I’ve had Hilary Mantel’s award-winning novel Wolf Hall on my bookshelf for years. With Tudor history as an interest (my pen name here derives from one of Henry VIII’s queens) and this being one of the most hailed historical fictions about the period in recent years, it seems strange that I’ve never gotten around to reading it, but as I progressed through infertility, it got a bit too pointed to read about women who suffered awful fates for not bearing the required (male) child. With the final book in the trilogy having recently come out and my last infertility treatment finished, I decided to give it another try.
The novel centers on Thomas Cromwell, one of Henry VIII’s chief ministers – more what I’d term one of Henry VIII’s “fixers”. Cromwell, a clever lawyer most famous for his take-down of Anne Boleyn, is a tricky historical figure typically portrayed as a villain (often in contrast to his contemporary, literally canonized as a saint by the Roman Catholic Church, Sir Thomas More). Like More, Cromwell paid for his service to Henry VIII with his head – though Henry later regretted Cromwell’s execution. Mantel, instead of focusing on More, uses her imagination and history to rehabilitate Cromwell’s reputation, making him a sympathetic, multi-dimensional character.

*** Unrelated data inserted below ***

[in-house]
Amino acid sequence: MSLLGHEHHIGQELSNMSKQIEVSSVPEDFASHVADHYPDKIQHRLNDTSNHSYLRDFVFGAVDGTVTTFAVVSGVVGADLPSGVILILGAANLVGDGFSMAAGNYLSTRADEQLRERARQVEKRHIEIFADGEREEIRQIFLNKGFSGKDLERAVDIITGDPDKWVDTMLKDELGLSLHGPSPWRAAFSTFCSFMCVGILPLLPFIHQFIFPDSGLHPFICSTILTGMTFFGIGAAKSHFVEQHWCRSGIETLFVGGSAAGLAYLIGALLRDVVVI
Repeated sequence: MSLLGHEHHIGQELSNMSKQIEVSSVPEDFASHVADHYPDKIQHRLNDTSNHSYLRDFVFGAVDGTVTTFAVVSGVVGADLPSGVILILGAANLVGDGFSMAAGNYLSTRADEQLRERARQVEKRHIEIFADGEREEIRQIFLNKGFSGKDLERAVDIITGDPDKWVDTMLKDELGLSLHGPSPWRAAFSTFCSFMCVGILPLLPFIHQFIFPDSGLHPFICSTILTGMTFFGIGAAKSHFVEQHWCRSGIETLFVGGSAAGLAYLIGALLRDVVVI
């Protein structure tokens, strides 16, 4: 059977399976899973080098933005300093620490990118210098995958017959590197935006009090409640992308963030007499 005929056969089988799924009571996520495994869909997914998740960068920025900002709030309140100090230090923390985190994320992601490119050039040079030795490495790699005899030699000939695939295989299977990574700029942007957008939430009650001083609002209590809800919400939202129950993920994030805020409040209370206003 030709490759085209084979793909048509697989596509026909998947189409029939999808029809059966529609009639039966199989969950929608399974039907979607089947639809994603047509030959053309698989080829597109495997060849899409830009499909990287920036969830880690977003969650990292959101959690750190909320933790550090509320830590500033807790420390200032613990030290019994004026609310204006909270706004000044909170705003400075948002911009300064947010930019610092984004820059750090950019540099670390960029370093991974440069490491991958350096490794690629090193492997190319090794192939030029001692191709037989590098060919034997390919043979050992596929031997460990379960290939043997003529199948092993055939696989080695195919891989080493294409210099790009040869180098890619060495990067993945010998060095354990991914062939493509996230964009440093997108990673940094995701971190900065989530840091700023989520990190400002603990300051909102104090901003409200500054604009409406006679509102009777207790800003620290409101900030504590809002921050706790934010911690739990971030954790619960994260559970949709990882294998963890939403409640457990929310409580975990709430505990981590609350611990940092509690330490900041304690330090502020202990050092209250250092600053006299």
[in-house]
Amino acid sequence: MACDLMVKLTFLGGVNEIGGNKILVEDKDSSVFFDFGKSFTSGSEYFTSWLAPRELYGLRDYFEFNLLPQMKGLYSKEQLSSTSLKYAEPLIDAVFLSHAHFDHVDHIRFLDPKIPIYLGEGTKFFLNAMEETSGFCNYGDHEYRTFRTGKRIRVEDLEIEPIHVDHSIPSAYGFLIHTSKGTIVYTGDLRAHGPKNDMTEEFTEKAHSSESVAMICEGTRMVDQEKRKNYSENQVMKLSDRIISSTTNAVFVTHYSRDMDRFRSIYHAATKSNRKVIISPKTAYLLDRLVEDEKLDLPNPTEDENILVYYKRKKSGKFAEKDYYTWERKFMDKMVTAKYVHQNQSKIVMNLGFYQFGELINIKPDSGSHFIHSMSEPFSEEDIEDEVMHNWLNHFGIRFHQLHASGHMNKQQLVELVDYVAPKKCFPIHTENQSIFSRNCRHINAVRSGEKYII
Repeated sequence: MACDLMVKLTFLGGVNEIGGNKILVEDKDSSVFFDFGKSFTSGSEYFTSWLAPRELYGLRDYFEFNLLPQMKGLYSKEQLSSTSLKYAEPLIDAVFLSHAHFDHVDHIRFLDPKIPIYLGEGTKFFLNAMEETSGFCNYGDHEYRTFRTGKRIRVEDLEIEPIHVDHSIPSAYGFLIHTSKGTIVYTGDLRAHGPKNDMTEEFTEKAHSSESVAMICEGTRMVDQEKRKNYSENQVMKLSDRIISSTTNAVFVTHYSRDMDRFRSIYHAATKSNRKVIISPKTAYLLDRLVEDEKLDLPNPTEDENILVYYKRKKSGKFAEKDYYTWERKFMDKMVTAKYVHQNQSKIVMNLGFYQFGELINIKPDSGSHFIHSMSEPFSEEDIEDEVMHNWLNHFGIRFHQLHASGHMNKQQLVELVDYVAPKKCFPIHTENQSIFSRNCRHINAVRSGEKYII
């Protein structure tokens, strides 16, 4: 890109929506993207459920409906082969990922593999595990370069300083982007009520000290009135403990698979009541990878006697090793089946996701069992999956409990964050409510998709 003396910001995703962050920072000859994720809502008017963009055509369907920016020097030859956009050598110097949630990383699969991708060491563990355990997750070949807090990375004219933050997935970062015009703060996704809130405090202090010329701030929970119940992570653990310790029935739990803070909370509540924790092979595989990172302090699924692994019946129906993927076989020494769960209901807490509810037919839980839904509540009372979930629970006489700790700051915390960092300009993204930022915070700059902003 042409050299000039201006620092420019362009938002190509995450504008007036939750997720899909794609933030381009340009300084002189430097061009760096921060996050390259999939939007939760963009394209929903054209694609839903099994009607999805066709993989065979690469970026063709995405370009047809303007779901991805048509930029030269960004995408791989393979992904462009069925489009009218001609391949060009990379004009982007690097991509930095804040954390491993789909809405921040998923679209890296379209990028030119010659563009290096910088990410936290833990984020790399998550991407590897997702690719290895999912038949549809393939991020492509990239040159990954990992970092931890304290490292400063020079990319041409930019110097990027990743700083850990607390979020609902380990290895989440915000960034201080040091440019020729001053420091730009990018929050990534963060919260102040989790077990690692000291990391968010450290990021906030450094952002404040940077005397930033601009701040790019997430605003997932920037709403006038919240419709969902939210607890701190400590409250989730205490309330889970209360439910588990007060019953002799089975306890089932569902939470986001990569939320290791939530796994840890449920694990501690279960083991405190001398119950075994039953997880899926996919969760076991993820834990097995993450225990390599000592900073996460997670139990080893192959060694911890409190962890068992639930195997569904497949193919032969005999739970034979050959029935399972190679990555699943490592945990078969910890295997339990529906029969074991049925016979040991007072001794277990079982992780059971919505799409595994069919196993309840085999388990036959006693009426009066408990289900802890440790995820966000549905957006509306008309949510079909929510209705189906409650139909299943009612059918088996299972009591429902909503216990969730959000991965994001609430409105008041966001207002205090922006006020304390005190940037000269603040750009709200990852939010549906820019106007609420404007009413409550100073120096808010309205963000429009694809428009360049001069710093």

Mantel has written about her own infertility and endometriosis, most notably in her memoir Giving Up the Ghost. It’s incredibly fascinating to see how she tackles having, losing, and wishing for children in this story that turns so sharply on birth and heritage. In modern times, when having children is (sometimes) more of a choice one way or the other, Henry VIII is sometimes seen as a bit of a curiosity in his desperation for a male heir. Historically, however, Henry’s own father Henry VII won the crown of England through combat, defeating Richard III in the Battle of Bosworth. Henry VII (Lancaster) then married the leading lady from the rival house, Elizabeth of York, to try to bring together the warring factions. Civil war was not a particularly distant memory, there were still members of royal clans in England with some claim to the throne, and Henry VIII was well aware that war was a very real possibility if he did not produce a male heir. Mantel keenly allows all of these to intersect early on in a meditation from one of Henry VIII’s cardinals, Thomas Wolsey, speaking to Cromwell: “’Imagine this. You are a man of some thirty-five years of age. You are in good health and of hearty appetite…your joints are supple, your bones support you, and in addition you are King of England. But.’ He shakes his head. ‘But! If only he wanted something simple. The Philosopher’s Stone. The elixir of youth. One of those chests that occur in stories, full of gold pieces…Now the chest of gold I have hopes of, and the elixir, all the rest. But where shall I begin looking for a son to rule his country after him?’”
It is possibly one of the best bits I have ever read on the difficulty of not having the children one wishes. Mantel sums it up so neatly, pointing out that even magical elixirs are easier to come by than children in some situations.